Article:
Road safety in the Philippines has achieved notable strides through the years. Thanks to concerned lawmakers, we now have such laws as the Speed Limit Law on major thoroughfares, Motorcycle Helmet Law, Seatbelt Law, Anti-Drunk Driving Law, and the recently passed Anti-Distracted Driving Law.
While the aforementioned laws do protect people’s lives on the road in general, not all of them cover an equally important aspect of road safety – saving the lives of children ages 14 and below. Why? Because according to the World Health Organization (WHO), an average of 674 children died from car crashes in the Philippines between 2006 and 2014.
This is why a group of concerned individuals and road safety advocates recently held a symposium highlighting the importance of child safety. Dubbed as “Seats That Save Lives”, the said press conference was led by a panel consisting of Ms. Dinna Dayao (Freelance Journalist), Dr. Benjamin Lance (WHO Representative), Sen. JV Ejercito, Dr. Aldovich Rivera (Research Faculty Institute of Health Policy and Development Studies, University of the Philippines Manila), and Jason Salvador (Global Road Safety Partnership on Child Legislation, Ateneo School of Government).
One of the key things covered was the necessity to have a child restraint system or child seat installed in the car for minor passengers.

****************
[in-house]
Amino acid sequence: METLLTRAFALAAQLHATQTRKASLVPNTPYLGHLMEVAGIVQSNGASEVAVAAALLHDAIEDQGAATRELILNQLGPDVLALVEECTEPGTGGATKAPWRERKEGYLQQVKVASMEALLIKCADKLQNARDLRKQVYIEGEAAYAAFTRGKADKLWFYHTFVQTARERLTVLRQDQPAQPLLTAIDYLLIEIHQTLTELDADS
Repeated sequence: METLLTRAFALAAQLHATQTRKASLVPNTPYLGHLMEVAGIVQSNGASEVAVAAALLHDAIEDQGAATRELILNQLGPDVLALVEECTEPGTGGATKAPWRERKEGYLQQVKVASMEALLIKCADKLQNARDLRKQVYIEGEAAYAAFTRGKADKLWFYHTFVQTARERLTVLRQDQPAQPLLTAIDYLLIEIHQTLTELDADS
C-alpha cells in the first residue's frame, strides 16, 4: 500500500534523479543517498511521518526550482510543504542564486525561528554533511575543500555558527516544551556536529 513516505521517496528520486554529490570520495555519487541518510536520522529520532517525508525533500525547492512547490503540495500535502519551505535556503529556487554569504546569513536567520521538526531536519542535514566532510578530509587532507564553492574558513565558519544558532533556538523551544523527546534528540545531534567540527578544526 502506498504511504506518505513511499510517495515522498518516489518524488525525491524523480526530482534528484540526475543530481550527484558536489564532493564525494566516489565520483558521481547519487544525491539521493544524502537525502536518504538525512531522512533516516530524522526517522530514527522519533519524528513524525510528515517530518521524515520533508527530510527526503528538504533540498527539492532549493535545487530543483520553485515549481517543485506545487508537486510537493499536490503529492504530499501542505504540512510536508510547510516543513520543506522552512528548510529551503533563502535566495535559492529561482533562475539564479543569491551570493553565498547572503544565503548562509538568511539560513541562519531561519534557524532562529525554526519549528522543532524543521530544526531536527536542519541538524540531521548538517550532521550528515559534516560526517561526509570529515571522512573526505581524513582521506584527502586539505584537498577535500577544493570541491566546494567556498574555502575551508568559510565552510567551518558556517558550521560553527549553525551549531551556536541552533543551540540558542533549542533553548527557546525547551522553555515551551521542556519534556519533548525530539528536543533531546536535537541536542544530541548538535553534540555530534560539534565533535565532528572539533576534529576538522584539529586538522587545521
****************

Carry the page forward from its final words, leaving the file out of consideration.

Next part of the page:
Indeed, child seats do help save lives of young individuals on the road. For example, rear-facing seats for infants 1-year-old and below help reduce the risk of fatalities by 70%. Additionally, forward-facing seats for kids 2 to 7 years old were proven to prevent fatalities in-car crashes by 80%. Another supporting fact is that booster seats for kids 8 to 12 years old were observed to reduce fatality risk by 54%.
However, installing restraint systems for minor passengers isn’t a popular habit for most motorists here in the Philippines. One of the reasons is that most would still prefer their child to be seated in the front seat with an adult passenger holding them for safety. Another reason is the non-affordability of good quality child seats, as well as the lack of a law mandating the installation of the safety device.
Fortunately, the forum also discussed the proposal from the House of Representatives and the Senate to create a child safety law through House Bill 5595 and Senate Bill 1447, respectively. To summarize, the said bills would mandate the use of child restraint systems in private motor vehicles. It will also prohibit children 12 years old and below from sitting in the front passenger seat, even if held by an adult. The reason for this is to prevent the child from getting hit by the deploying airbag in case of a collision.
If pushed through, the proposed law would impose hefty fines on offending motorists and manufacturers that produce substandard child seats. In terms of affordability, prices of child seats are projected to go down since there will now be a law that would help balance the supply and demand for the safety device.
Feature image courtesy of Steven Depolo Flickr account.
Video courtesy of Insurance Institute for Highway Safety (IIHS).